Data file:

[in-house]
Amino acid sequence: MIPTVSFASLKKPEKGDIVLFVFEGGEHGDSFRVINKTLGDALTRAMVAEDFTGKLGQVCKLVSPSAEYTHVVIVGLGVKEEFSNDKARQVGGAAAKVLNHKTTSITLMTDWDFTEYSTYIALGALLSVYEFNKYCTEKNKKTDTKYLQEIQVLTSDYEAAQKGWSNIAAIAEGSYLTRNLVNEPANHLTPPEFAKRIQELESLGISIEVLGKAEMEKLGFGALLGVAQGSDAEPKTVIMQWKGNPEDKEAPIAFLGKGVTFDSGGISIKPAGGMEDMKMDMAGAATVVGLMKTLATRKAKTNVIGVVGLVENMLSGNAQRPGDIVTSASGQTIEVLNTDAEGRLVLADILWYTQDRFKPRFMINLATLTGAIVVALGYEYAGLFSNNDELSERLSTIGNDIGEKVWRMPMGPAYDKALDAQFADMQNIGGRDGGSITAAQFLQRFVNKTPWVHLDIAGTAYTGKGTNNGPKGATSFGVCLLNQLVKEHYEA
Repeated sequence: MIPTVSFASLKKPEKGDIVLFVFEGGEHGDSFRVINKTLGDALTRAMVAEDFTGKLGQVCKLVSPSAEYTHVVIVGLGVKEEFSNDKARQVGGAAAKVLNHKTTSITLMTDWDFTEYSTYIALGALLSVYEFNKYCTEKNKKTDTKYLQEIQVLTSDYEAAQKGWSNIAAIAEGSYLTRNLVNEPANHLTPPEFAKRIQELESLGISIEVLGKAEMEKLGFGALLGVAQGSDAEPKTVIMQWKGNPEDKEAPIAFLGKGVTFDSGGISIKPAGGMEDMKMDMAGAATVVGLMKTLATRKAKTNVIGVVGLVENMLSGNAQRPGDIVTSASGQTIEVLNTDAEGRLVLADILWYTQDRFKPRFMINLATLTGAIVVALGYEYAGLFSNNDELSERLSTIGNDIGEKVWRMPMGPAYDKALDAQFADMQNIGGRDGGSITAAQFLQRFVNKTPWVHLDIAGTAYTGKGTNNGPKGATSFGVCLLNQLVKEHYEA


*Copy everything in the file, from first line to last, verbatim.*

[in-house]
Amino acid sequence: MIPTVSFASLKKPEKGDIVLFVFEGGEHGDSFRVINKTLGDALTRAMVAEDFTGKLGQVCKLVSPSAEYTHVVIVGLGVKEEFSNDKARQVGGAAAKVLNHKTTSITLMTDWDFTEYSTYIALGALLSVYEFNKYCTEKNKKTDTKYLQEIQVLTSDYEAAQKGWSNIAAIAEGSYLTRNLVNEPANHLTPPEFAKRIQELESLGISIEVLGKAEMEKLGFGALLGVAQGSDAEPKTVIMQWKGNPEDKEAPIAFLGKGVTFDSGGISIKPAGGMEDMKMDMAGAATVVGLMKTLATRKAKTNVIGVVGLVENMLSGNAQRPGDIVTSASGQTIEVLNTDAEGRLVLADILWYTQDRFKPRFMINLATLTGAIVVALGYEYAGLFSNNDELSERLSTIGNDIGEKVWRMPMGPAYDKALDAQFADMQNIGGRDGGSITAAQFLQRFVNKTPWVHLDIAGTAYTGKGTNNGPKGATSFGVCLLNQLVKEHYEA
Repeated sequence: MIPTVSFASLKKPEKGDIVLFVFEGGEHGDSFRVINKTLGDALTRAMVAEDFTGKLGQVCKLVSPSAEYTHVVIVGLGVKEEFSNDKARQVGGAAAKVLNHKTTSITLMTDWDFTEYSTYIALGALLSVYEFNKYCTEKNKKTDTKYLQEIQVLTSDYEAAQKGWSNIAAIAEGSYLTRNLVNEPANHLTPPEFAKRIQELESLGISIEVLGKAEMEKLGFGALLGVAQGSDAEPKTVIMQWKGNPEDKEAPIAFLGKGVTFDSGGISIKPAGGMEDMKMDMAGAATVVGLMKTLATRKAKTNVIGVVGLVENMLSGNAQRPGDIVTSASGQTIEVLNTDAEGRLVLADILWYTQDRFKPRFMINLATLTGAIVVALGYEYAGLFSNNDELSERLSTIGNDIGEKVWRMPMGPAYDKALDAQFADMQNIGGRDGGSITAAQFLQRFVNKTPWVHLDIAGTAYTGKGTNNGPKGATSFGVCLLNQLVKEHYEA